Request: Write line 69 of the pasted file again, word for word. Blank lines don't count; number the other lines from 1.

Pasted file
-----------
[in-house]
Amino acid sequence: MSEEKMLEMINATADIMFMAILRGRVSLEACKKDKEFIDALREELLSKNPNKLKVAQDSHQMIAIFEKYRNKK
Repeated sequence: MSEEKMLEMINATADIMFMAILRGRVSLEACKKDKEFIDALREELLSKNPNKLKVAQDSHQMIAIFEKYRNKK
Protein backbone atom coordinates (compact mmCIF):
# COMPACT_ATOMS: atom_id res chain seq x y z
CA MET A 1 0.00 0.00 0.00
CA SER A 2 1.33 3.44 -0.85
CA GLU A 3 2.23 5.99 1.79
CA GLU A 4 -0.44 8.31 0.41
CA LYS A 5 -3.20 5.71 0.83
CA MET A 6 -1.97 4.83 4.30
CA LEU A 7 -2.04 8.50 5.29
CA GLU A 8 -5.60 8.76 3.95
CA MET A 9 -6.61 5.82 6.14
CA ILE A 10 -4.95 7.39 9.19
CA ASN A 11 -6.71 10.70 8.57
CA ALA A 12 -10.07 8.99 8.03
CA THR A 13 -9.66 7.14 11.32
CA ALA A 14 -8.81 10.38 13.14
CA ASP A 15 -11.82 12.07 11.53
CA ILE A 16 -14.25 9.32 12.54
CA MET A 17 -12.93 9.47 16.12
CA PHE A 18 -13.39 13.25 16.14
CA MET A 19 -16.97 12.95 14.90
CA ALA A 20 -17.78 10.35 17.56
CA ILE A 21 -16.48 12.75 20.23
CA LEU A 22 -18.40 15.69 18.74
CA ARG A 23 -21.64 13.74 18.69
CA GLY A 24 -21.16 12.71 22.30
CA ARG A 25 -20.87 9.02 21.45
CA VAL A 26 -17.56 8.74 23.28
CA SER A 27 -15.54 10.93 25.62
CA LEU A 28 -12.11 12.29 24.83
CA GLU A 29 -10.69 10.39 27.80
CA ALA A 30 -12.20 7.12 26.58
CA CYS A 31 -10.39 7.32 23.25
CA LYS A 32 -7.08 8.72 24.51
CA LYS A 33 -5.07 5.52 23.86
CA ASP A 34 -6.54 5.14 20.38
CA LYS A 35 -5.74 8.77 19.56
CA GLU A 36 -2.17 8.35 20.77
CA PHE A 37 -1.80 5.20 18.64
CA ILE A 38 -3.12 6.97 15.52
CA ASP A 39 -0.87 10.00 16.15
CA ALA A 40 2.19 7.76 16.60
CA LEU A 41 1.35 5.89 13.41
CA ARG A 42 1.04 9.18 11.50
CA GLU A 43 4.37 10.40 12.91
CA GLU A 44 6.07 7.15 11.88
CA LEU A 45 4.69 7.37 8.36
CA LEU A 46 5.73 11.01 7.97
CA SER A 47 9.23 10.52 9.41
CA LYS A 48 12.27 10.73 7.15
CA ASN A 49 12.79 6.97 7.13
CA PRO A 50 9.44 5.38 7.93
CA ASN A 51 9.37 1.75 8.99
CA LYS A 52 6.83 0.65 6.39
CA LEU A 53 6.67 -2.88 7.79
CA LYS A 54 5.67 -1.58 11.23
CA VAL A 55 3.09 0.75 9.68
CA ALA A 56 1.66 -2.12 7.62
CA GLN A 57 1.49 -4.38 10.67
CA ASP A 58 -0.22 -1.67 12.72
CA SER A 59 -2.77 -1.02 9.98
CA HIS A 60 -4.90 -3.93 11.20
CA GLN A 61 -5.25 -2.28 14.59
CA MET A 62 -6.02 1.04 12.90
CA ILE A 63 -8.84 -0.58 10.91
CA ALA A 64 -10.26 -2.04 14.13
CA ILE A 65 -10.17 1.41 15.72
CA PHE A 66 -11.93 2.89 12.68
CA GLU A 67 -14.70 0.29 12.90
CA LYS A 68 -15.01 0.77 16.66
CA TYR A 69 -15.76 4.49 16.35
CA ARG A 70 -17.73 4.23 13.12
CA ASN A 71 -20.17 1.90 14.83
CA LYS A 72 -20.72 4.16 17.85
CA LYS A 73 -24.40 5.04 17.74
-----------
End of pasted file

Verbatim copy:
CA ALA A 64 -10.26 -2.04 14.13